Skip to main content

Archive:

Show more

For Southern Liberty by Clarence Joseph Prentice

For Southern Liberty
by 
Clarence Joseph Prentice

I’ll sing you of our little band ’way out on the frontier,
To fight for Southern liberty we’ve left our homes so dear;
To the cause of freedom, ever right, we’ll lend a helping hand,
To drive the foeman from our soil and rescue our fair land.

Chorus.

O Liberty, we love thee and for thee we will stand!
Our homes among the mountains of Virginia may be found,
And also in the valleys of the “Dark and Bloody Ground;”
We’ve left our sweethearts and our wives around our flag to rally,

Our cry is liberty or death, and sounds from hill to valley.
We are but few, but firm and tried, we care not for the foe;
We love to see the battle rage and lay the Northmen low.
Our cause so just, our hearts beat high, we feel the patriot’s pride '

To know the God of liberty is fighting on our side.
To the cause of Southern liberty in blood we ’ve been sealed,
No thought of submission in any heart concealed,
But if our gallant sunny South is ever forced to yield,
We hope our bodies may be found on her last battle field.

[This poem was written by Lieut. Col. Clarence J. Prentice, a son of George D. Prentice, the “poet editor” of the Louisville Journal, afterwards the Courier-Journal, one day while standing in the commissary department of his battalion, using a barrel head as a table. It may be sung to the tune of “The Good Old Irish Gentleman All of the Olden Time.” I hope it will interest the readers of the Veteran.—Rev. George D. French, Morristown, Tenn.]

S. A. Cunningham, Confederate Veteran, Volume 30 (Nashville, 1922), 237.

Comments

Popular posts from this blog

Origin of the Confederate Battle Flag

Origin of the Confederate Battle Flag
[The facts concerning the origin of the battle flag contained in this article are derived from a speech by General Beauregard before a special meeting of Louisiana Division, Army of Northern Virginia Association, December 6, 1878.—EDITOR.]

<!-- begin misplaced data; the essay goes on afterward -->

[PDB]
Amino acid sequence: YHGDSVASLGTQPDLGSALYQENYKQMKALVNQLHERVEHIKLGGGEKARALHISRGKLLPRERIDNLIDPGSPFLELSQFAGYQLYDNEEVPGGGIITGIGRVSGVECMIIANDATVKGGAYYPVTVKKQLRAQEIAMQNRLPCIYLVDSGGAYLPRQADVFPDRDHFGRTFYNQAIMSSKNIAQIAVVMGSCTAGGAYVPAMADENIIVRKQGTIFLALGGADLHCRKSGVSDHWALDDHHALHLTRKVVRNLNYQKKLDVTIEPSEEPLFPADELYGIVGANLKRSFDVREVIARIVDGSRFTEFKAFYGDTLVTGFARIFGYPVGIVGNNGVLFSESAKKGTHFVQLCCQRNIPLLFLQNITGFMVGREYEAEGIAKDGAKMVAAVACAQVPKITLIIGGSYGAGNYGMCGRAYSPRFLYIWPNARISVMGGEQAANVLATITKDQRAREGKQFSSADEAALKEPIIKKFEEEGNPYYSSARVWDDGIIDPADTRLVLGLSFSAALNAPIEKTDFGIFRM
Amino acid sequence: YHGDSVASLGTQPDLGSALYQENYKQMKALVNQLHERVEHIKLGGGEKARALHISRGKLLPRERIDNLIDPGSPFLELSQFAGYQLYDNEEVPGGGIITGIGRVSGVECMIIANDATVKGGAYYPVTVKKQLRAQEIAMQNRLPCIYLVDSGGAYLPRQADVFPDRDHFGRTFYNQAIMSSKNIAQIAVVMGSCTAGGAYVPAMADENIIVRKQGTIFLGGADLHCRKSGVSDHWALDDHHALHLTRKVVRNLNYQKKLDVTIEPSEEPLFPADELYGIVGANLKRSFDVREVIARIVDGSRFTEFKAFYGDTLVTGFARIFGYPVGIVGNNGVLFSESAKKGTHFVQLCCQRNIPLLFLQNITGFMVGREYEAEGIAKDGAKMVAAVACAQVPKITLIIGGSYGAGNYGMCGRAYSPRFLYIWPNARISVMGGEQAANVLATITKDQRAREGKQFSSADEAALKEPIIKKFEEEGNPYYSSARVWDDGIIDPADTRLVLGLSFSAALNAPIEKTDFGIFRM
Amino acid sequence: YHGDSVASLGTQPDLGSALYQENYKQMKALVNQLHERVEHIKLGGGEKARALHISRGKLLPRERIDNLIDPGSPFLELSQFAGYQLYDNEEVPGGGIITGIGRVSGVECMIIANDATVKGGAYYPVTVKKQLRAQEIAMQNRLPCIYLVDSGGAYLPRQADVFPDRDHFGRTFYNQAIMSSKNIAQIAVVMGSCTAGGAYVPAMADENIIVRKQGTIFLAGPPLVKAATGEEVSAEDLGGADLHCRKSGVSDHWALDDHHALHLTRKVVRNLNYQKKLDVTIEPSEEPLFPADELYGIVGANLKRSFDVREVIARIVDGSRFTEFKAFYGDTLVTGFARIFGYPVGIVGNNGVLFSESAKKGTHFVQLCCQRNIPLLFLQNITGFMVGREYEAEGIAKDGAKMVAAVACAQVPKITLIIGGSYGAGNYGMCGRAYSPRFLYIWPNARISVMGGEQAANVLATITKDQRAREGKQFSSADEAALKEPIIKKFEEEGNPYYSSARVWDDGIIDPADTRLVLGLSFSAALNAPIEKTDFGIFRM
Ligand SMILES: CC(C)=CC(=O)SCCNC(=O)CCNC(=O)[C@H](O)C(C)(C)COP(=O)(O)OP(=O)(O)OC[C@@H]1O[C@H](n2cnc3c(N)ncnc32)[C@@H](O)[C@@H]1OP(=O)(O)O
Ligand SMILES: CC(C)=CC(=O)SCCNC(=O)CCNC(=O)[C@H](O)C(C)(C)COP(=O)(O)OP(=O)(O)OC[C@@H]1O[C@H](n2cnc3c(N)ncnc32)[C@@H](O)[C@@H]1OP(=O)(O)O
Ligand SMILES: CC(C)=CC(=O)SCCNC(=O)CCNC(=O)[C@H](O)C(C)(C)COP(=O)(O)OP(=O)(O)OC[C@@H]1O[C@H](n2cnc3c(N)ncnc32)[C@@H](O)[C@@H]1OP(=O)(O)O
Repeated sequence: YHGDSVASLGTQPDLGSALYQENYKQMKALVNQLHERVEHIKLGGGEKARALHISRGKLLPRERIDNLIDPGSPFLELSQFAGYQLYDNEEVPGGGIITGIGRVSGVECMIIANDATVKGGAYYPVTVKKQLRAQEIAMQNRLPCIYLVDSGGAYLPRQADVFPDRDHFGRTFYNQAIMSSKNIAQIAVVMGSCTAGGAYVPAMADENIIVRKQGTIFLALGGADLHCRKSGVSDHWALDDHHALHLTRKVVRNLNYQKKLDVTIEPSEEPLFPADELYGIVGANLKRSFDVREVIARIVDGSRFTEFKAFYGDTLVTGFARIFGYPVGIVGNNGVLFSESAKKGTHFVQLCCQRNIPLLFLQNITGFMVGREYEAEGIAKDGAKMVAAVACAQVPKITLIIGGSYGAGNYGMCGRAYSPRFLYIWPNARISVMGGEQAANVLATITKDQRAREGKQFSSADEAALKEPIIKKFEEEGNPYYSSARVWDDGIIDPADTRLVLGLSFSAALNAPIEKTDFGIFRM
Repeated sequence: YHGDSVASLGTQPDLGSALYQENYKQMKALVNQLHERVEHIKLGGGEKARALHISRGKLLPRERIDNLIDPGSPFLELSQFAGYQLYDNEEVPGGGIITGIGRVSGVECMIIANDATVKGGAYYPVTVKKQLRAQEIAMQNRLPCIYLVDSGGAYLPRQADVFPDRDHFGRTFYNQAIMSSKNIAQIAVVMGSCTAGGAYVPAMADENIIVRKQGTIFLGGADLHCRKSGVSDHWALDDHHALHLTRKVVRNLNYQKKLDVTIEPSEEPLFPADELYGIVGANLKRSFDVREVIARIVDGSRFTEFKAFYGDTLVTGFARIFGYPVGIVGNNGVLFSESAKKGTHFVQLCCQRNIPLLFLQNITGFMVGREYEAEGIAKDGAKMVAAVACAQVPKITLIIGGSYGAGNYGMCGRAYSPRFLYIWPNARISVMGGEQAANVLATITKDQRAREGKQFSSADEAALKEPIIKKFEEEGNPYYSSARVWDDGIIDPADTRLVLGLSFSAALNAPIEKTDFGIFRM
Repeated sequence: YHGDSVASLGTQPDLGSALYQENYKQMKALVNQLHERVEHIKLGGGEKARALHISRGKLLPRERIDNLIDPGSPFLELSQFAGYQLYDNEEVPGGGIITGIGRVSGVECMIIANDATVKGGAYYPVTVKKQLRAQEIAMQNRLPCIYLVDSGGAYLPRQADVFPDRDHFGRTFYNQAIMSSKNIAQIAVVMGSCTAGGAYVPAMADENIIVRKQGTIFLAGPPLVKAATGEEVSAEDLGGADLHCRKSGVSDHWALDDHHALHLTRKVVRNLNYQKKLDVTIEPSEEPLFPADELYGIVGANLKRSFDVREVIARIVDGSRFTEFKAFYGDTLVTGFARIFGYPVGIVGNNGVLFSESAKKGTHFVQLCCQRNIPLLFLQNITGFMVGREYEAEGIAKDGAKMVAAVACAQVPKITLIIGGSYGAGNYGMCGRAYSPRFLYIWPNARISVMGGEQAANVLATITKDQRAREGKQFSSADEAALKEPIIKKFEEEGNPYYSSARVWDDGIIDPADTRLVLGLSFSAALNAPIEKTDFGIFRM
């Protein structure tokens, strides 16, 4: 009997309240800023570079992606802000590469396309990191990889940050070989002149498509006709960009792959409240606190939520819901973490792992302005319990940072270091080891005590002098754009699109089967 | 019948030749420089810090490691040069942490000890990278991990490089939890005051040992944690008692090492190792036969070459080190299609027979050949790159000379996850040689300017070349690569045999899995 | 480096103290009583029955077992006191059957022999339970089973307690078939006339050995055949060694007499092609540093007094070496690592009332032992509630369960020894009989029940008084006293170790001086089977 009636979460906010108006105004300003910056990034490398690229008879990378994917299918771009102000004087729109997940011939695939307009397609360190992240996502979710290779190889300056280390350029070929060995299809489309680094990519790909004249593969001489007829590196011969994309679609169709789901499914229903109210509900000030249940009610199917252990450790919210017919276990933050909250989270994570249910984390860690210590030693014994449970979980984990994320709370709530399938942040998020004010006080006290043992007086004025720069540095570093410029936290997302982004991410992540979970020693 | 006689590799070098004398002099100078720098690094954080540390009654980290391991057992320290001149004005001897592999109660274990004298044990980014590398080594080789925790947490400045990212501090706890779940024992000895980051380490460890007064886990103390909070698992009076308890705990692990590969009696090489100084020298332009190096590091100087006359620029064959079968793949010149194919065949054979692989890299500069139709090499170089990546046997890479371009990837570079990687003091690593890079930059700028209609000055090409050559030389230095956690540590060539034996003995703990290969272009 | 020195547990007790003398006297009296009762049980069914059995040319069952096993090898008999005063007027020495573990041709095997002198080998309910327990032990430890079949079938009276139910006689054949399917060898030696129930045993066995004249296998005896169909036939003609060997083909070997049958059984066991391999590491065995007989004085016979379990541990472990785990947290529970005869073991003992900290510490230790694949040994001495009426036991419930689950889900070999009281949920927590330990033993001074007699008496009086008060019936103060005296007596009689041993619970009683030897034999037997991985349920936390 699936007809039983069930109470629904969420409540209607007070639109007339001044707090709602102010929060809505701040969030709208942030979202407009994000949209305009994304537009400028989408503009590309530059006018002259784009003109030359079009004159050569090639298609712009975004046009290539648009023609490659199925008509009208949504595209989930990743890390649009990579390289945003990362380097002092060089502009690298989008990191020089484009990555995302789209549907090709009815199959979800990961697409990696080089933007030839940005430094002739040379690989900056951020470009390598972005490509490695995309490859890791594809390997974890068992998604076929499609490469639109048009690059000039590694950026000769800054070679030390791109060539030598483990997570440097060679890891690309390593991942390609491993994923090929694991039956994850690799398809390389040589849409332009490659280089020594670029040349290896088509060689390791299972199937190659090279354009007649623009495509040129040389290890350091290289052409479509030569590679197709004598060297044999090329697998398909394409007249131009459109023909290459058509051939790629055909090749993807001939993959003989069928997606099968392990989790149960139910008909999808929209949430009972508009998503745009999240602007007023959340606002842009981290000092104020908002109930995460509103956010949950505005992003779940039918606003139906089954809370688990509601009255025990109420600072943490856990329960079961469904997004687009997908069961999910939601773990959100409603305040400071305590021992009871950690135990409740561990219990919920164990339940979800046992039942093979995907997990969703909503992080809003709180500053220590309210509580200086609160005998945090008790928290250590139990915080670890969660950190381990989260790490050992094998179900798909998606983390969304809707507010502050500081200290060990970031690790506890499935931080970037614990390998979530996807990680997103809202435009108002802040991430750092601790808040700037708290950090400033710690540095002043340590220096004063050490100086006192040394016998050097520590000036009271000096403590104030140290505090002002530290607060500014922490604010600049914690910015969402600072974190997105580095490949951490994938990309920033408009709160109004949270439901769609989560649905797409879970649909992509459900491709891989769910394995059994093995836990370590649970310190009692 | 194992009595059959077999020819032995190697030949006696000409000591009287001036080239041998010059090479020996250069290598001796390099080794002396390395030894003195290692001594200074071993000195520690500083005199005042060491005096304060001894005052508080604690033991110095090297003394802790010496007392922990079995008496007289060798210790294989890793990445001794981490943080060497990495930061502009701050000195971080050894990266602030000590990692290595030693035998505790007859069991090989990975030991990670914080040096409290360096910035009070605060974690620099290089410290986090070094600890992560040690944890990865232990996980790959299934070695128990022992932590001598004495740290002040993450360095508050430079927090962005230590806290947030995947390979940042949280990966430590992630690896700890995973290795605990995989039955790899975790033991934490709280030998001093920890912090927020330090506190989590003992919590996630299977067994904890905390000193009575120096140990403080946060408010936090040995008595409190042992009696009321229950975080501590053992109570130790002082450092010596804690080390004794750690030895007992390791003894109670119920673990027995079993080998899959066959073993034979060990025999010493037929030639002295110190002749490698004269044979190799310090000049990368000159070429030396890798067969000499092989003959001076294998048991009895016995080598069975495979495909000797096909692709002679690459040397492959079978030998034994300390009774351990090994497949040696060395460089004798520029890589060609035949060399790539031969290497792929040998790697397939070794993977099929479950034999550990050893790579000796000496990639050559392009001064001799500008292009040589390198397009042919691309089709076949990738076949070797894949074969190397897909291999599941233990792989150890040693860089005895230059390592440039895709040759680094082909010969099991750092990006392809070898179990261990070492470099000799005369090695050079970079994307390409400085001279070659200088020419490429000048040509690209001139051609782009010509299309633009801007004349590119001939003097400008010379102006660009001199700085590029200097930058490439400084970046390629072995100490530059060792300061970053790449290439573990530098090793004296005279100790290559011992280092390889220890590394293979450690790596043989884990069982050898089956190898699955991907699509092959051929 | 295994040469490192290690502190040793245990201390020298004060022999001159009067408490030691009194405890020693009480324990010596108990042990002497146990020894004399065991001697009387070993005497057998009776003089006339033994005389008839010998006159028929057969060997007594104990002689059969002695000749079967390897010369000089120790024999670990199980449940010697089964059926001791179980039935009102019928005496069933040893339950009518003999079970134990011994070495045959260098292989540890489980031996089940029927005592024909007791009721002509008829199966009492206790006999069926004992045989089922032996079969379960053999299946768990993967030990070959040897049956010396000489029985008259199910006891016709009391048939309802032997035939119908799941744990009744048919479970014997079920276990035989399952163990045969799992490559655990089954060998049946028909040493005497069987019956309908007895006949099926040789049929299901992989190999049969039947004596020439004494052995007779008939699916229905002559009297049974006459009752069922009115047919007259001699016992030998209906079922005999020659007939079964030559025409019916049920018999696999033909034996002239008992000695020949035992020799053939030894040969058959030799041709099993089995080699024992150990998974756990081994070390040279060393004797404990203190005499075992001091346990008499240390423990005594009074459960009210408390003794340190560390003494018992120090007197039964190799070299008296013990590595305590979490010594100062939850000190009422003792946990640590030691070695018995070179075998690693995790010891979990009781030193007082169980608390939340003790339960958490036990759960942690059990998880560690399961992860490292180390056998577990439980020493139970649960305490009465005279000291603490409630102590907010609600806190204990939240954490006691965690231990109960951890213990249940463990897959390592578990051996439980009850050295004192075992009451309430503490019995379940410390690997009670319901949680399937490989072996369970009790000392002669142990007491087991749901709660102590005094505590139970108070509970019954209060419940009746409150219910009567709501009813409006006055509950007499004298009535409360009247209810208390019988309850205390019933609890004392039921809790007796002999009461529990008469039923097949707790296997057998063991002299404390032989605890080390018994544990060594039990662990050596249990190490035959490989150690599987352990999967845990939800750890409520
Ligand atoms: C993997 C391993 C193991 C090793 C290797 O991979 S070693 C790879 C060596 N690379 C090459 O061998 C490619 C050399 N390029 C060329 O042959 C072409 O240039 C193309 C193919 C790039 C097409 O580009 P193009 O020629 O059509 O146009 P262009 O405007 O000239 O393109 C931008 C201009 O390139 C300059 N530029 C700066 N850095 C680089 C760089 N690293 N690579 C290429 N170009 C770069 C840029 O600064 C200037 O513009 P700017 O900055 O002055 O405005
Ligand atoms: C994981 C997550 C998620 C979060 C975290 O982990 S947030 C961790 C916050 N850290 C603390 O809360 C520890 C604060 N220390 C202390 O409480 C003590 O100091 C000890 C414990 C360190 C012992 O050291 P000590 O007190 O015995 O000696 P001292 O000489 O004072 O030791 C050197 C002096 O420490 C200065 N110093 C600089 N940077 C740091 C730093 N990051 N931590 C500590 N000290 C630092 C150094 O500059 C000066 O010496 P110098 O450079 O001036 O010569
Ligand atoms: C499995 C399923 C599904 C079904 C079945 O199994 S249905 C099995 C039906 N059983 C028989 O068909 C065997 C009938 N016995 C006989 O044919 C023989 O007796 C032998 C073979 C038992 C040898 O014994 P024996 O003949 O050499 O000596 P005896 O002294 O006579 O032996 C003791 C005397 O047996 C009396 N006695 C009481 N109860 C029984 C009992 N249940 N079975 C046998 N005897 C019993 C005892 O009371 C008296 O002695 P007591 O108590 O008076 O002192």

This banner, the witness and inspiration of many victories, which was proudly borne on every field from enemy. General Beauregard was momentarily expecting help from the right, and the uncertainty and anxiety of this hour amounted to anguish.
Still the column pressed on. Calling a staff officer, General Beauregard instructed him to go at once to General Johnston, at the Lewis house, and say that the enemy were receiving heavy re-enforcements, that the troops on the plateau were very much scattered, and that he would be compelled to retire to the Lewis house and there reform hoping that the troops ordered up from the right would arrive in time to enable him to establish and hold the new line.
Meanwhile, the unknown t…

Julia Ward Howe and the Battle Hymn of the Republic by Dr. Richard Lee Montgomery

Julia Ward Howe and the Battle Hymn of the Republic by  Dr. Richard Lee Montgomery
For more than 150 years there has been a concerted, consistent teaching of the Northern Yankee interpretation, of what they call the “Civil War.” This effort has been met with great success. In the 1845 Noah Webster’s Dictionary, there are two words that we need to re-familiarize ourselves with: “➀ Propagandism: The art or practice of propagating tenets or principles. ➁ Propagandist: A person who devotes himself to the spread of any system of principles.” 1 This is what has taken place for these past 150 plus years. The practice of propagating tenets or principles of this so called Civil War. After all, we know well, to the victor, they have the privilege to interpret the history of this brutal war. They tell us they were the good guys.
From the book entitled “Famous Leaders Among Women,” published in 1895, we are told that “Julia Ward Howe has used her high social position and brilliant talents for the goo…

Was the War Between the States Fought Over Slavery? By Dr. Richard Lee Montgomery

Was the War Between the States Fought Over Slavery? By Dr. Richard Lee Montgomery

True or false? Abraham Lincoln gave us the answer. When asked in March of 1861 by a newspaper reporter at a Virginia Compromise Delegation, “Why not let the South go?” Abraham Lincoln replied, “Let the South go? Let the South go! Where then shall we gain our revenues?” 1 Why would President Lincoln say such a thing? Well, it’s because he was alluding to the fact that the South paid 85 percent of the tax (Tariffs) burden of the nation. Lincoln sensed total financial ruin for the North so he waged war on the South.
In fact, the notion that the war was fought over slavery is so far from the truth and yet this interpretation has taught so many generations a deceptive lie. Even across the Atlantic Ocean in England, Charles Dickens, in 1862 said, “The Northern onslaught upon slavery was no more than a piece of specious humbug designed to conceal its desire for economic control of the Southern states. Secession by …